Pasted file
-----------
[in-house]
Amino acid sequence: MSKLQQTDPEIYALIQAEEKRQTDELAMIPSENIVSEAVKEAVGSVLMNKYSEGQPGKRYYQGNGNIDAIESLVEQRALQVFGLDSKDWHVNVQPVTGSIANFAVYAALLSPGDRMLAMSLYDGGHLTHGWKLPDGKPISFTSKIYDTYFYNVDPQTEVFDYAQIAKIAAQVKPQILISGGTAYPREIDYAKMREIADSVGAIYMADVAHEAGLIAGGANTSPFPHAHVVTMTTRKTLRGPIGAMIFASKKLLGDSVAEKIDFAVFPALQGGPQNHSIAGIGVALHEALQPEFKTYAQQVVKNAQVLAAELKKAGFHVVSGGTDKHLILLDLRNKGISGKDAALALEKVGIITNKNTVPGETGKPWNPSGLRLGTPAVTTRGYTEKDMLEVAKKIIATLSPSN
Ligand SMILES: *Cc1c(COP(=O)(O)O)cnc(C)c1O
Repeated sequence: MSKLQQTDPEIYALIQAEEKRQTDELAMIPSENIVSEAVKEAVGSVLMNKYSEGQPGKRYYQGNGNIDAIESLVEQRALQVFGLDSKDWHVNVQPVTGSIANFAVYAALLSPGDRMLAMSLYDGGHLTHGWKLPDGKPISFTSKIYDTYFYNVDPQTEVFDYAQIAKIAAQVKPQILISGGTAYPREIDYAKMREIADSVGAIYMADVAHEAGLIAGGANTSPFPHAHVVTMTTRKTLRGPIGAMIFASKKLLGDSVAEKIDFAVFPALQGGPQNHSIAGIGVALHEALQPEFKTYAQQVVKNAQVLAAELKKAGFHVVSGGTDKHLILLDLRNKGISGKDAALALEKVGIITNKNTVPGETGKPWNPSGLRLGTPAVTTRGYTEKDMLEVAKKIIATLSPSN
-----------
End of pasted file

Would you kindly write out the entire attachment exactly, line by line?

[in-house]
Amino acid sequence: MSKLQQTDPEIYALIQAEEKRQTDELAMIPSENIVSEAVKEAVGSVLMNKYSEGQPGKRYYQGNGNIDAIESLVEQRALQVFGLDSKDWHVNVQPVTGSIANFAVYAALLSPGDRMLAMSLYDGGHLTHGWKLPDGKPISFTSKIYDTYFYNVDPQTEVFDYAQIAKIAAQVKPQILISGGTAYPREIDYAKMREIADSVGAIYMADVAHEAGLIAGGANTSPFPHAHVVTMTTRKTLRGPIGAMIFASKKLLGDSVAEKIDFAVFPALQGGPQNHSIAGIGVALHEALQPEFKTYAQQVVKNAQVLAAELKKAGFHVVSGGTDKHLILLDLRNKGISGKDAALALEKVGIITNKNTVPGETGKPWNPSGLRLGTPAVTTRGYTEKDMLEVAKKIIATLSPSN
Ligand SMILES: *Cc1c(COP(=O)(O)O)cnc(C)c1O
Repeated sequence: MSKLQQTDPEIYALIQAEEKRQTDELAMIPSENIVSEAVKEAVGSVLMNKYSEGQPGKRYYQGNGNIDAIESLVEQRALQVFGLDSKDWHVNVQPVTGSIANFAVYAALLSPGDRMLAMSLYDGGHLTHGWKLPDGKPISFTSKIYDTYFYNVDPQTEVFDYAQIAKIAAQVKPQILISGGTAYPREIDYAKMREIADSVGAIYMADVAHEAGLIAGGANTSPFPHAHVVTMTTRKTLRGPIGAMIFASKKLLGDSVAEKIDFAVFPALQGGPQNHSIAGIGVALHEALQPEFKTYAQQVVKNAQVLAAELKKAGFHVVSGGTDKHLILLDLRNKGISGKDAALALEKVGIITNKNTVPGETGKPWNPSGLRLGTPAVTTRGYTEKDMLEVAKKIIATLSPSN